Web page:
Eastern Cape girls born joined at the head successfully separated
A mother who was fearful after giving birth to rare conjoined twins nearly three months ago is overjoyed about being able to take them home, holding one in each arm.
Medical teams at the Red Cross War Memorial Children’s Hospital in Cape Town performed the delicate surgical procedure that successfully separated Siphosethu and Amahle Tyhalisi.
The twin girls, born in an Eastern Cape hospital in February, were fused at the head. Today they are recovering well and their 31-year-old mother Ntombikayise Tyhalisi is overjoyed.
“I am happy. I never expected that one day I would leave this hospital with both my babies alive,” she said.
Speaking about her birthing experience, Tyhalisi said her joy quickly turned to fear when she learnt she had not only been carrying twins but they were joined at the head.
“The nurses were just as shocked as I was. I was only expecting one child and during the birth, I was feeling no labour pain. I was told the baby was breech and would therefore come out with her buttocks first. I then asked for a C-section instead,” said the soft-spoken mom.
Four days after the birth, Tyhalisi and her babies were taken to the Western Cape, where they were successfully separated.
Speaking about the surgery, doctors said they had anticipated a marathon operation lasting up to six hours, but the entire procedure only took 90 minutes.
Prof Tony Figaji, head of paediatric neurosurgery at the hospital, said Amahle and Siphosethu’s condition was medically referred to as craniopagus twinning.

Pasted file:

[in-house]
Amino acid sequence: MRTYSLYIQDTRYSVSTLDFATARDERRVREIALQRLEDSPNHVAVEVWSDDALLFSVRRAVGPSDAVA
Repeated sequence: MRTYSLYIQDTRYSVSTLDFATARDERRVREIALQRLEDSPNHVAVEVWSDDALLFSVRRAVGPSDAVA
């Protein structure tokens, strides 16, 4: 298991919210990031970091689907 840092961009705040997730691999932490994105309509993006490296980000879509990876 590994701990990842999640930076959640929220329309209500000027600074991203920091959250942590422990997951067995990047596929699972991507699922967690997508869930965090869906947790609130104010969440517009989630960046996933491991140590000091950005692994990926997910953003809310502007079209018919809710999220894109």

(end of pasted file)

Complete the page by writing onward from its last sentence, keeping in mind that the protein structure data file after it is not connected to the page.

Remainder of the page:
“It’s the rarest form of conjoined twinning,” Figaji said. It occurs approximately once in every 2.5 million live births worldwide.
“Half of those are usually stillborn and of the half that survive, 25% to 30% will not survive to the point of separation,” he said.
An important aspect of the procedure was to establish whether the twins shared brain tissue and major blood vessels. Luckily, this was not case.
Plastic and reconstructive surgeon Dr Bruce Lelala, who took part in the operation, described the twins’ case as a miracle.
He said a lot of planning had been done before the procedure. A multidisciplinary team involving a full set for each twin was put together. Each team comprised of an anaesthetist, neurosurgeon, plastic surgeon and nurses.
The babies’ open skulls were covered with their own soft tissue and it is anticipated the bone cut through to separate them will regrow.
“Our country has the resources for such operations to take place,” Lelala said.
The girls would be monitored during growth to see if they require further surgery.
As she prepares to head back home with her two children, Tyhalisi said she was excited to start life with her daughters. She said her older children, aged three and eight, were excited to welcome the new additions to the family.
In earlier videos taken while the girls were still joined, their different personalities were already evident as one lay quietly, sucking on her pacifier, while the other cried after the pacifier fell out of her mouth.
Tyhalisi said she knew Amahle would be the “troublesome” one, adding that she was already giving her sleepless nights.
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